Einstein, Science, Religion, and the h-index


A while back, I was reading about the h-index, a metric that some scientists use to put a number on how popular a scientist’s publications are: a high h-index means that you have published many papers that are all cited many times. I was curious what Albert Einstein‘s h-index was, both at the time of his death and today. The scientific community was much smaller back when Einstein was publishing, but those papers have continued to be important to scientists since his death. While getting lost in this internet vortex, I found a paper that Einstein published in 1940 (71 years ago today, actually) in the journal Nature. It’s not what I think of as typical Einstein fare, nor is it typical of the kind of piece that I expect to see in Nature these days. The content is thoughtful, and I was particularly taken by how well it is written, given that english was not his first language. I’m not sure whether to be impressed or disappointed by how timeless it seems to be. You can download the PDF here.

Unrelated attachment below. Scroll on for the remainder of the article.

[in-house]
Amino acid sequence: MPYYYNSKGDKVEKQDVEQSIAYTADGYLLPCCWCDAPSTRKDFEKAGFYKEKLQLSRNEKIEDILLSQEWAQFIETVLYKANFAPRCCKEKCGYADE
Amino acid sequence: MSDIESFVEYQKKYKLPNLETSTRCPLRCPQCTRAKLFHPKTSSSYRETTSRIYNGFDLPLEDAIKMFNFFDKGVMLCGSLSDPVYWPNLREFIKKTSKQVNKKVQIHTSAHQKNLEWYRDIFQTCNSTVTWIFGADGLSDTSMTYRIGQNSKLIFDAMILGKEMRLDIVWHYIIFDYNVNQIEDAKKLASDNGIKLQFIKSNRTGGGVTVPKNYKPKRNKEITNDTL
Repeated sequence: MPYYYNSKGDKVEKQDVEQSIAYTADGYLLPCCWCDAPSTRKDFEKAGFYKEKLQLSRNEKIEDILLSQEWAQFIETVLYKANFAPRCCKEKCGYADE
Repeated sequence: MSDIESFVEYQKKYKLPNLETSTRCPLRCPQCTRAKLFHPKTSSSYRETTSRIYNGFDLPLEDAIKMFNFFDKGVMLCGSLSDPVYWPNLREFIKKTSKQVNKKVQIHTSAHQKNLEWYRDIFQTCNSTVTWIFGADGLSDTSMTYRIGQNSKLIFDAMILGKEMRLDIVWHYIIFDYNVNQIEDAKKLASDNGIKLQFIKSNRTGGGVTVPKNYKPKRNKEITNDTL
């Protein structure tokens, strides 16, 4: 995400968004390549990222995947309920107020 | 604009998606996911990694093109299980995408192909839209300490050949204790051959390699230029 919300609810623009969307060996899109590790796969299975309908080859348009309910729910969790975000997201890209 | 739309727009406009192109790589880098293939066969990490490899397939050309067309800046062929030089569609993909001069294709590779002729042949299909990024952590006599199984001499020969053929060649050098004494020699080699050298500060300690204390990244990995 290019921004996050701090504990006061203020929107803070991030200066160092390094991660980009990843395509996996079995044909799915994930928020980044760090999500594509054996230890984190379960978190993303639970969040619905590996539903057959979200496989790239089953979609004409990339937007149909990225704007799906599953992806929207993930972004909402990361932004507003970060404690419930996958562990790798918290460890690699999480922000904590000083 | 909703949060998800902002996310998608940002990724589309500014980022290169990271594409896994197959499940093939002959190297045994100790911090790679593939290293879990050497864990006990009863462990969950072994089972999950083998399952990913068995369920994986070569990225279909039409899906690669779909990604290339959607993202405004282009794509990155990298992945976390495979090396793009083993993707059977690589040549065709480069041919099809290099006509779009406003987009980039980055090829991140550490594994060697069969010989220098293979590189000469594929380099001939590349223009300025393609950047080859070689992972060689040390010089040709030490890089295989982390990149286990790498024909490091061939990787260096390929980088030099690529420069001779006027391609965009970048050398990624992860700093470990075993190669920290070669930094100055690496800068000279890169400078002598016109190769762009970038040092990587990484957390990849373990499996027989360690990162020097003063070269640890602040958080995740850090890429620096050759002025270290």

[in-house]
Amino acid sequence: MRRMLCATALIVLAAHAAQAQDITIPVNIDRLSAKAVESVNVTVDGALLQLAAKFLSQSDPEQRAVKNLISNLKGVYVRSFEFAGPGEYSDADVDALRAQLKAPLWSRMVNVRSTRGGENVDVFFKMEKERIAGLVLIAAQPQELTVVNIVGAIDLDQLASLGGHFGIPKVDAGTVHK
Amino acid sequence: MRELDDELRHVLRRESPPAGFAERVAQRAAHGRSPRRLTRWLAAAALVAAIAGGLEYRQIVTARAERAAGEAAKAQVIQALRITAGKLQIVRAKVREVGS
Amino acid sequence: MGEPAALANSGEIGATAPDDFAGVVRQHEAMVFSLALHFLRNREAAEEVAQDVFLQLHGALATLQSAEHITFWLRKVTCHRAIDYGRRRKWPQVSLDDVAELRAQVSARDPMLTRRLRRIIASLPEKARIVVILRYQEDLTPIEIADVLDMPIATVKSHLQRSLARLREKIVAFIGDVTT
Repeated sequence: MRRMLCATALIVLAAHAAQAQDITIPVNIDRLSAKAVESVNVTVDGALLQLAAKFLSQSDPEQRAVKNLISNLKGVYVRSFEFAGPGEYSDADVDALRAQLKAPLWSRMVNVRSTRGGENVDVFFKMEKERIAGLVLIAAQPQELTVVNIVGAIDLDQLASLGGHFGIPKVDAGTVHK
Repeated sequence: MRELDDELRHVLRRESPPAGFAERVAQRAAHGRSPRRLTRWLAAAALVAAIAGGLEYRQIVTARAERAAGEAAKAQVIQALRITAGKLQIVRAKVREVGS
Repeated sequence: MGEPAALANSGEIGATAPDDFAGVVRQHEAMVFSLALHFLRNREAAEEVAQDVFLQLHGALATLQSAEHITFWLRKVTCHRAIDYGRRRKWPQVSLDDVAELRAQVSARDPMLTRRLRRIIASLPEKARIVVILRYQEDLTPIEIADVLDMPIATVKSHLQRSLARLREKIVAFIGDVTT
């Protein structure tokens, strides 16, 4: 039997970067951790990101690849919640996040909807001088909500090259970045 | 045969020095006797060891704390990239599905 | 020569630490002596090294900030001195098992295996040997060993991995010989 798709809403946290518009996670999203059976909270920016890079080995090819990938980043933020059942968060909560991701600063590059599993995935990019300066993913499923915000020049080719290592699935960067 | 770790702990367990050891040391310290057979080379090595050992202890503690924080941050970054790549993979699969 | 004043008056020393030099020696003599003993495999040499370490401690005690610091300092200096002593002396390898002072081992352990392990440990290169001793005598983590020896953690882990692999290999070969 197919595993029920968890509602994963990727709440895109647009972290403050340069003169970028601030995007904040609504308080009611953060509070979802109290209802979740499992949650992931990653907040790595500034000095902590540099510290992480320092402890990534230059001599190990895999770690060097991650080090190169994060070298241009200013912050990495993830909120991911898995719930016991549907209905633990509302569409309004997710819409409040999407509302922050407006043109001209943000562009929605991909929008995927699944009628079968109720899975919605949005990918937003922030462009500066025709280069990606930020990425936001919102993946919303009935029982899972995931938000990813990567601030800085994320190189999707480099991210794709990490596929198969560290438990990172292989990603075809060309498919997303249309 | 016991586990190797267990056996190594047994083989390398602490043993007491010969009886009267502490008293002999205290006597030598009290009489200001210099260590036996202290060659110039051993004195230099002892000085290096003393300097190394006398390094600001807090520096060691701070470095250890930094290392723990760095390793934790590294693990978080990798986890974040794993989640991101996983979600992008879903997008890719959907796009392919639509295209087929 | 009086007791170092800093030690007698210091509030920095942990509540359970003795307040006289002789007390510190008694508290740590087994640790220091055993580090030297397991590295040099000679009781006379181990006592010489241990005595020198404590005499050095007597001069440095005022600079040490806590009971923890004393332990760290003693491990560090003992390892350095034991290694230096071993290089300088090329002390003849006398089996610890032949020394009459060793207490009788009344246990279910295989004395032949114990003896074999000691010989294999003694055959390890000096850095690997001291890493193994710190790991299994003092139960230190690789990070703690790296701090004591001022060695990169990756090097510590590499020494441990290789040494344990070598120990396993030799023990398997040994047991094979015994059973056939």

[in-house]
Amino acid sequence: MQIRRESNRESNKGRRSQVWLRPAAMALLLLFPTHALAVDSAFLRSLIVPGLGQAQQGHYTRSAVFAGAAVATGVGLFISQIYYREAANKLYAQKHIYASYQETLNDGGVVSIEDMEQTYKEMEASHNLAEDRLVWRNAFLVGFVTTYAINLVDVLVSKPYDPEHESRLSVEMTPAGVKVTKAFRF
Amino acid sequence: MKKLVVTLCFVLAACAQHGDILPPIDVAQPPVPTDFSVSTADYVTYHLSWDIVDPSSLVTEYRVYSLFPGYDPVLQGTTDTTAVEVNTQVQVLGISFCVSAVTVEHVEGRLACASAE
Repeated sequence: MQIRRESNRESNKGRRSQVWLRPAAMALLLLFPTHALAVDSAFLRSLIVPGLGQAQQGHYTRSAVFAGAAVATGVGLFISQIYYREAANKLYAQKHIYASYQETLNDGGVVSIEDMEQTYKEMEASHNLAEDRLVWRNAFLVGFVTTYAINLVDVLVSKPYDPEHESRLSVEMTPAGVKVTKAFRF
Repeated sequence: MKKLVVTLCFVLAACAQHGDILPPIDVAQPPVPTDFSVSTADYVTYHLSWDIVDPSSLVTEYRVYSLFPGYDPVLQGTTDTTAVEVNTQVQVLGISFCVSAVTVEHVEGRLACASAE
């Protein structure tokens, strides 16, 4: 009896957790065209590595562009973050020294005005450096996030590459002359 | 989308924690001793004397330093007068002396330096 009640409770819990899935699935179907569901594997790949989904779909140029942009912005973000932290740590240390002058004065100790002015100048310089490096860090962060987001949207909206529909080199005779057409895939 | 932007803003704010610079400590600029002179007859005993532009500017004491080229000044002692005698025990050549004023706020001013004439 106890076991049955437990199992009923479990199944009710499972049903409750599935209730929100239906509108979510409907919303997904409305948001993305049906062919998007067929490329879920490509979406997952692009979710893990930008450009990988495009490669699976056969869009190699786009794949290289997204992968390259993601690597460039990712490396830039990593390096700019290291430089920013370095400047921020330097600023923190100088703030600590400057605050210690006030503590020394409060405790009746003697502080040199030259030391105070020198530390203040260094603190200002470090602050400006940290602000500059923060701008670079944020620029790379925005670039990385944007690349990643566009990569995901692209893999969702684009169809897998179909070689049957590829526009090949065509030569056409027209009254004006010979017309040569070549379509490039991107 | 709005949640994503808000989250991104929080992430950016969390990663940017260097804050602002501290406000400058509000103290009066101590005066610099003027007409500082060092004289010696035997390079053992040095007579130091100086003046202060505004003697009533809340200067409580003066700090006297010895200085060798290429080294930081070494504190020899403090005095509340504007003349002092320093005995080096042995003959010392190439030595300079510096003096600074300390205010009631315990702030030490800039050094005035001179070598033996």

(By the way, Einstein’s h-index at the time of his death was 20; today it stands somewhere around 45-50. Here‘s a good commentary on that.)

science and religion

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